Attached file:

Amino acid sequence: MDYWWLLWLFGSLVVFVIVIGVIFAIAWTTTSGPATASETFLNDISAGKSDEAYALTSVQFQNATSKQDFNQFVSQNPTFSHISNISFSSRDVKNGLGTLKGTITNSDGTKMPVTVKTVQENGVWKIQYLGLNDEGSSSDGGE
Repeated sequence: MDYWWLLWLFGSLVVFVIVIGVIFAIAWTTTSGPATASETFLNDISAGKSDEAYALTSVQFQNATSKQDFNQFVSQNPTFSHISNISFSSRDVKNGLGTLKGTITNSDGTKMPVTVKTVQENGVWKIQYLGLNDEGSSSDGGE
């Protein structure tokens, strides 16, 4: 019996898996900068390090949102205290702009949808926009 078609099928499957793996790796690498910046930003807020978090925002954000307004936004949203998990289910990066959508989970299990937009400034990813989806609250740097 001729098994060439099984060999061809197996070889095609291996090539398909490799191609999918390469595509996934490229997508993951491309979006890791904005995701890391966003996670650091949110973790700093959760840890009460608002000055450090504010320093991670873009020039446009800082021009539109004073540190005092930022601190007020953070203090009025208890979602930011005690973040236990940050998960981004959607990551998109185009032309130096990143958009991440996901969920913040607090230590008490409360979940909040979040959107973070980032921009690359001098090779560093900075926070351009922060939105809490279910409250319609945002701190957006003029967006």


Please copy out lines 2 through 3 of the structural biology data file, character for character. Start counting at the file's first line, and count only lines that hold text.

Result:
Repeated sequence: MDYWWLLWLFGSLVVFVIVIGVIFAIAWTTTSGPATASETFLNDISAGKSDEAYALTSVQFQNATSKQDFNQFVSQNPTFSHISNISFSSRDVKNGLGTLKGTITNSDGTKMPVTVKTVQENGVWKIQYLGLNDEGSSSDGGE
């Protein structure tokens, strides 16, 4: 019996898996900068390090949102205290702009949808926009 078609099928499957793996790796690498910046930003807020978090925002954000307004936004949203998990289910990066959508989970299990937009400034990813989806609250740097 001729098994060439099984060999061809197996070889095609291996090539398909490799191609999918390469595509996934490229997508993951491309979006890791904005995701890391966003996670650091949110973790700093959760840890009460608002000055450090504010320093991670873009020039446009800082021009539109004073540190005092930022601190007020953070203090009025208890979602930011005690973040236990940050998960981004959607990551998109185009032309130096990143958009991440996901969920913040607090230590008490409360979940909040979040959107973070980032921009690359001098090779560093900075926070351009922060939105809490279910409250319609945002701190957006003029967006």